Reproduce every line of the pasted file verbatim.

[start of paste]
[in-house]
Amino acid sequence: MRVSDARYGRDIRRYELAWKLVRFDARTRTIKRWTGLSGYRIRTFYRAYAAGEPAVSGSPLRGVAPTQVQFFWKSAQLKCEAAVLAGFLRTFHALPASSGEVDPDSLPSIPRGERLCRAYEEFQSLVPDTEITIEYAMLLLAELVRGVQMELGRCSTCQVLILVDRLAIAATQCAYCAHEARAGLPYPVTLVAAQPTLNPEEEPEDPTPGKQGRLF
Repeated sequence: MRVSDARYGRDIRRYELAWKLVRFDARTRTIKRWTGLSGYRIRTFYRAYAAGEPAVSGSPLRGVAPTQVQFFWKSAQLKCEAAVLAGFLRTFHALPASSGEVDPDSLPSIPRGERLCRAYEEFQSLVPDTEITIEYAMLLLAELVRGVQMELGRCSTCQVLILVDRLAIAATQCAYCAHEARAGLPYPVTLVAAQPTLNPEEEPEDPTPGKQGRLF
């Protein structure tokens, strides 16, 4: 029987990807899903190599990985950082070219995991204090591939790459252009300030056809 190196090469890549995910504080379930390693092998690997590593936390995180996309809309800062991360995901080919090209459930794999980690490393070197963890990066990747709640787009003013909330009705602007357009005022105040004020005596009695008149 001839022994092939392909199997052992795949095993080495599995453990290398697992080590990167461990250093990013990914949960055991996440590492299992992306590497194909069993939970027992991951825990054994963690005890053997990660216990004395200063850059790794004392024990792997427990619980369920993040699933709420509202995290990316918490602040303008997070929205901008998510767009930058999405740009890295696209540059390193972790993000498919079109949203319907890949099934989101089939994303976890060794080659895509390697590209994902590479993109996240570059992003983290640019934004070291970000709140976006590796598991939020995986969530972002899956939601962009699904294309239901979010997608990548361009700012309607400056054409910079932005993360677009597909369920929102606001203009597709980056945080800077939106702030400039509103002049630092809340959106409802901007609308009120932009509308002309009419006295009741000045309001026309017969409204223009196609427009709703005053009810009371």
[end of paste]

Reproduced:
[in-house]
Amino acid sequence: MRVSDARYGRDIRRYELAWKLVRFDARTRTIKRWTGLSGYRIRTFYRAYAAGEPAVSGSPLRGVAPTQVQFFWKSAQLKCEAAVLAGFLRTFHALPASSGEVDPDSLPSIPRGERLCRAYEEFQSLVPDTEITIEYAMLLLAELVRGVQMELGRCSTCQVLILVDRLAIAATQCAYCAHEARAGLPYPVTLVAAQPTLNPEEEPEDPTPGKQGRLF
Repeated sequence: MRVSDARYGRDIRRYELAWKLVRFDARTRTIKRWTGLSGYRIRTFYRAYAAGEPAVSGSPLRGVAPTQVQFFWKSAQLKCEAAVLAGFLRTFHALPASSGEVDPDSLPSIPRGERLCRAYEEFQSLVPDTEITIEYAMLLLAELVRGVQMELGRCSTCQVLILVDRLAIAATQCAYCAHEARAGLPYPVTLVAAQPTLNPEEEPEDPTPGKQGRLF
């Protein structure tokens, strides 16, 4: 029987990807899903190599990985950082070219995991204090591939790459252009300030056809 190196090469890549995910504080379930390693092998690997590593936390995180996309809309800062991360995901080919090209459930794999980690490393070197963890990066990747709640787009003013909330009705602007357009005022105040004020005596009695008149 001839022994092939392909199997052992795949095993080495599995453990290398697992080590990167461990250093990013990914949960055991996440590492299992992306590497194909069993939970027992991951825990054994963690005890053997990660216990004395200063850059790794004392024990792997427990619980369920993040699933709420509202995290990316918490602040303008997070929205901008998510767009930058999405740009890295696209540059390193972790993000498919079109949203319907890949099934989101089939994303976890060794080659895509390697590209994902590479993109996240570059992003983290640019934004070291970000709140976006590796598991939020995986969530972002899956939601962009699904294309239901979010997608990548361009700012309607400056054409910079932005993360677009597909369920929102606001203009597709980056945080800077939106702030400039509103002049630092809340959106409802901007609308009120932009509308002309009419006295009741000045309001026309017969409204223009196609427009709703005053009810009371």